KansasFest alumnus Evan Koblentz recently made the news with his LEGO replica of a Chevy 454 “big block” crate engine, which was used 1970–1974 in the Chevrolet Corvette, among other cars. The 40-pound machine has moving pistons and crankshafts, and it’s built exclusively using LEGO pieces from the 1970s and 1980s.

But it’s what’s under the hood (pun intended) that’s of interest to retrocomputing enthusiasts. Writes Lewin Day for The Drive:

Decades before Lego Mindstorms came along, there were altogether simpler programmable kits to run Lego motors and the like. Koblentz managed to source a functioning Lego Control Center kit from the 8-bit era, complete with its interface card for the Apple II home computer. 

Koblentz runs the ancient Lego gear from a Laser 128, a popular clone of the Apple II from the 1980s. A variety of contemporary software was available for talking to the Lego Interface A motor controllers, with Koblentz whipping up some custom BASIC code instead to do the job. The old-school gear is primarily charged with running the distributor and spark plug lights that help animate the engine.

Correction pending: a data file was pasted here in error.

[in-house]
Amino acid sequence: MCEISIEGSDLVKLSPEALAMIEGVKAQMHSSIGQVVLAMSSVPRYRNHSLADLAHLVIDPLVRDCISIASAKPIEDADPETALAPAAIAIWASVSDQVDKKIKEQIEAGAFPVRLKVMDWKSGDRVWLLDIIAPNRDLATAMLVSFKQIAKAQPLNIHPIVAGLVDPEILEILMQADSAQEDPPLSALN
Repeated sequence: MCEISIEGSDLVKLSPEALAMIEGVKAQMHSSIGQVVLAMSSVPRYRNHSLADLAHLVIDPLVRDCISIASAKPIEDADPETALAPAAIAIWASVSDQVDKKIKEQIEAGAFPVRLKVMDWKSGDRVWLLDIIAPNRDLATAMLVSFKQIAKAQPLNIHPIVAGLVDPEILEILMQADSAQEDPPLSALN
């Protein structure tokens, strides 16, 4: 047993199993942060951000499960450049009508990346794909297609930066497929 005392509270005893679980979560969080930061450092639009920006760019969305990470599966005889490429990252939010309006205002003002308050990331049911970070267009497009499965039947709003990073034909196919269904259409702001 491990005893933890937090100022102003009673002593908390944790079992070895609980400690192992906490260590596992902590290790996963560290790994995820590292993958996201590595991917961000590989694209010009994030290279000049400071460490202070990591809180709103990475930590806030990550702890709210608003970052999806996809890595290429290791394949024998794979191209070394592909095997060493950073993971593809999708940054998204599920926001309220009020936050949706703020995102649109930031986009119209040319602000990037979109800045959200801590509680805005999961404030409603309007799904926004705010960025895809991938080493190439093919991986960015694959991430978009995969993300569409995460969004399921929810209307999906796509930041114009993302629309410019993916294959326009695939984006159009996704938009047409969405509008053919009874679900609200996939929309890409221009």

Life-Size Chevy 454 V8 Made of Lego Runs on Ancient 8-Bit Hardware

Koblentz wrote an extensive article for the 100th issue of Juiced.GS about how to integrate an Apple II with LEGO. Learn more about his hobbies at his website, BrickHacks.

Editor & publisher of Juiced.GS, the Apple II community's longest-running print publication dedicated to the Apple II; co-host of the Star Trek podcast Transporter Lock; digital nomad at Roadbits.